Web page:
High achieving high school students know that if they want to be admitted to a competitive college they must perform a certain amount of charity work.
Since schools seem to want to judge students by holistic criteria—in preference to using test scores and other measures of aptitude—students also do well to involve themselves in what are called “enrichment programs.”
This means that fewer and fewer high school students will, by the time they graduate, have held down real jobs.
Apparently, an ethic emphasizing community service has replaced a work ethic. It should not be surprising that these same students end up believing in the transcendent value of do-gooding government programs.
Allison Schrager describes the shift:
It’s likely that both the decline in teen employment and the lower returns from it are reflections of a broader cultural shift—parents, teens, and college admissions officers seem to value extracurriculars, community service, and enrichment programs over burger-flipping. For kids who don’t need the money, there’s little incentive to work; the kids who do need the money are by definition more likely to come from poorer families, with the attendant and well-documented academic and professional disadvantages.
The question is: at what price?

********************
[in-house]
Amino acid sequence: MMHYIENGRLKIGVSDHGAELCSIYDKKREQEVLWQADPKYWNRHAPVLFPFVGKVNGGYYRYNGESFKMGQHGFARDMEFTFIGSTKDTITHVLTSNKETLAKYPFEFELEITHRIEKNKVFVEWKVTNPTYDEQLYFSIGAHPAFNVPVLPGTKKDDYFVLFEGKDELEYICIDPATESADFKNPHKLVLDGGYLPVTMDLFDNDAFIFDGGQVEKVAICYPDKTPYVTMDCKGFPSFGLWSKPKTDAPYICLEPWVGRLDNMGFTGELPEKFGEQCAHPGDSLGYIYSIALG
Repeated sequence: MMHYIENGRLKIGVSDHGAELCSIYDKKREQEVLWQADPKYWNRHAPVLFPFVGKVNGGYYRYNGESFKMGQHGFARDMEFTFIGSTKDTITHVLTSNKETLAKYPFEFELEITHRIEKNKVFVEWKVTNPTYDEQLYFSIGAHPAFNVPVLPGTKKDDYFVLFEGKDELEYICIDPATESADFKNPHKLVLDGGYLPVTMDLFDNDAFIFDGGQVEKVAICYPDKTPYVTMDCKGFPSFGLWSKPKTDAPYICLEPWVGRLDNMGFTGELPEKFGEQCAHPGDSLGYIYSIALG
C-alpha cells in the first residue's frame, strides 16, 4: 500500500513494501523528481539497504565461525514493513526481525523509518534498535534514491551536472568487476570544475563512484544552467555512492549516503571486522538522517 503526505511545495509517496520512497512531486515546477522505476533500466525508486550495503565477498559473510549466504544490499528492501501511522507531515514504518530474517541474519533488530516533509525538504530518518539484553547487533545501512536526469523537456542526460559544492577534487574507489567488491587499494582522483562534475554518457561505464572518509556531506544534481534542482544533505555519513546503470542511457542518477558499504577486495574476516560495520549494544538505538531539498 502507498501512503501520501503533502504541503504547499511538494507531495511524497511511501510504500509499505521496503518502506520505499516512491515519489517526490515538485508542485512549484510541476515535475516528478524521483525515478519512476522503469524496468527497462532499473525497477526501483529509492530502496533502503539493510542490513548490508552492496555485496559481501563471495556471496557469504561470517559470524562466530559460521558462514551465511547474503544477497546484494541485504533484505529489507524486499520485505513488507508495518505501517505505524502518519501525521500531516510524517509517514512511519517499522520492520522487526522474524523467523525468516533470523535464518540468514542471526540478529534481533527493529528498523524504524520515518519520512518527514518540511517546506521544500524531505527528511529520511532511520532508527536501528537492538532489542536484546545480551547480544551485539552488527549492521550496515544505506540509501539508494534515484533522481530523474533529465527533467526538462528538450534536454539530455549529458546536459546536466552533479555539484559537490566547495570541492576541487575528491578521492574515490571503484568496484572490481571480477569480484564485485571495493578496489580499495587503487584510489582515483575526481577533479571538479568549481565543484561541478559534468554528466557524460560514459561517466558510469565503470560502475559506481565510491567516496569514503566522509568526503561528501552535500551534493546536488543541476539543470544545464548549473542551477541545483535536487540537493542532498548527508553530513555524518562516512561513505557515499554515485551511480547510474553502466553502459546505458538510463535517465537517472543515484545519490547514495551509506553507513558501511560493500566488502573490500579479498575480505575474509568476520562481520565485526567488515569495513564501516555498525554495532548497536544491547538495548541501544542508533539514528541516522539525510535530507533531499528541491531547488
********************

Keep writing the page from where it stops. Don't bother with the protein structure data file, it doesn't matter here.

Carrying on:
Schrager suggests that young people who lack work experience enter the workforce at a disadvantage.
Just because there are fewer economic benefits to high school work doesn’t mean teenagers are off the hook. Employers complain millennials lack soft skills, like getting to work on time, dealing with a boss, teamwork, and a positive attitude. Complaining about disrespectful and lazy youngsters is as old as time, but there may be something behind their concerns: Millennials are entering the labor force with less job experience than earlier generations.
Humility and soft skills come with maturity and the sort of work experience people used to get in a low-skill high school job. The data in this study doesn’t capture the later generation who didn’t work in high school. Perhaps as soft skills are increasingly recognized as a rare commodity, the premium on high school work will rise again.
Strangely enough, a child who does exactly what he needs to do to gain admission into an Ivy League school will have missed out on opportunities to engage in real work, to gain job experience and to build character.
And yet, in a world where character has been redefined as a capacity for empathy, what did you expect?